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First Five Skills You Should Teach a Service Dog in Training

When you first bring home a new Service Dog candidate, it’s easy to become overwhelmed at the sheer volume of “stuff” that needs to be mastered. While every Service Dog’s end job may vary, there are foundational behaviors and concepts every working dog should know, no matter his or her specialty. Teams should be adept at skills in addition to the ones presented below (this list is not at all all-inclusive), but these are, without a doubt, the first five skills you should teach any Service Dog in Training.

Opinions will no doubt vary widely as to the “best” foundational behaviors to begin teaching a Service Dog in Training, but this “First Five Skills” list was developed with input from several nationally-recognized Service Dog trainers to focus on the skills necessary to enjoy your Service Dog in Training’s company, communicate easily with him and begin additional, vital socialization and training as quickly as possible, both in and out of public.

First Five Skills: Clicker Conditioning

While not a “requirement” for training, clicker training introduces a level of precision into obedience training and skills performance that otherwise couldn’t be achieved. The click takes 1/10th of a second to complete and it marks the EXACT instant you want repeated. In essence,

Clicker training

Using a clicker will make communicating with your Service Dog in Training much easier.

it takes a “snapshot” of the behavior and freezes an exact instant in time so your Service Dog in Training knows exactly what to do again. As such, there is little room for error. Timing, of course, is crucial – if you click a “stand” as your bouncy puppy rolls from a stand to a down, then you’ve rewarded the wrong thing!

Before teaching your new Service Dog in Training anything, you need to “condition” the clicker so it has meaning to your SDiT. Simply click and hand your SDiT a free treat, 20 times in a row. For the 21st time, click and see if he looks for the treat. If your SDiT does, congratulations; he equates the click with the treat. If not, click and treat 20 more times.

Always follow a click with a treat; there are no exceptions. If you click, then treat. For more detailed information on clicker training benefits and uses, check out Karen Pryor’s explanation and resources.

First Five Skills: Name

The very, very, very first thing your new Service Dog in Training ALWAYS needs to learn after clicker conditioning is his name. If your new (potential) partner doesn’t know his name, you can’t communicate with him, get his attention, or re-orient his focus to you easily.The quickest and easiest way to teach your SDiT his name is to link his name with something highly reinforcing. Grab a bowl of food (the same amount you’ll feed in a meal) and with your Service Dog candidate on a leash, sit or stand close to him. Simply say his name and immediately offer a very small handful of food. Repeat 5 to 10 times in a row, then just wait patiently for him to start to look around or to move away. Say his name, click when he looks at you and offer another handful of kibble. Repeat until your new Service Dog in Training immediately re-orients to you the instant he hears his name. Do this exercise daily for 2 or 3 days, and then begin using his name while on walks or just while hanging out. Always be ready to offer a quick reward for the correct response, which is to immediately look at, focus on and move to you.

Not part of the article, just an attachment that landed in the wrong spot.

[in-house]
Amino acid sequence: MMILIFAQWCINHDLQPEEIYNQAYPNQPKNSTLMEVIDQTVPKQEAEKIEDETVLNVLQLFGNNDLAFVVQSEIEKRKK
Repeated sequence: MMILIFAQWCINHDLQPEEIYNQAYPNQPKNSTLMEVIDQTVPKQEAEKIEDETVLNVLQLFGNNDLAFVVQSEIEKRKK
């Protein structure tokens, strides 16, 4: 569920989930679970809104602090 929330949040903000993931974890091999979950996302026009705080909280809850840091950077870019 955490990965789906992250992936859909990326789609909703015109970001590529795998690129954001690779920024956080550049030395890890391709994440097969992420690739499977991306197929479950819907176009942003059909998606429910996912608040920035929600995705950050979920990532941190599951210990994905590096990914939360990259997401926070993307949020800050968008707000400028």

Hand-feeding your potential partner offers great benefits like quick bonding, creating strong handler focus and presenting a ready-made opportunity for training sessions without the need for additional treats. Consider hand-feeding your partner at least one meal a day for several weeks while he’s working on mastering the basics or any time you need to gently re-orient his focus, attention and drive to you. If you measure out your Service Dog in Training’s daily allotment of food into a bowl or baggie and carry it around with you, you can utilize it throughout the day for training, impromptu reinforcement of attention or good manners, and for bonding.

First Five Skills: Settling Quietly For Long Periods


Tether training is one of the most important training techniques for Service Dogs in Training

Laying quietly and minding one’s own business for long periods is a necessary and vital skill for every single working dog, and one of the most important foundation behaviors an SDiT will need to master. Beginning the day your new Service Dog in Training comes home, you should start “tether training” him. A tether is a short (14″ to 24″), indestructible steel cable with a snap on either end. One end snaps to your SDiT’s collar, and the other end can be wrapped around a sturdy, immovable object, your own ankle or connected to a ring drilled into a stud or baseboard. The tether provides your Service Dog in Training with just enough space to change position, but not enough room to get into trouble, have an accident, move away, or do much of anything except settle quietly.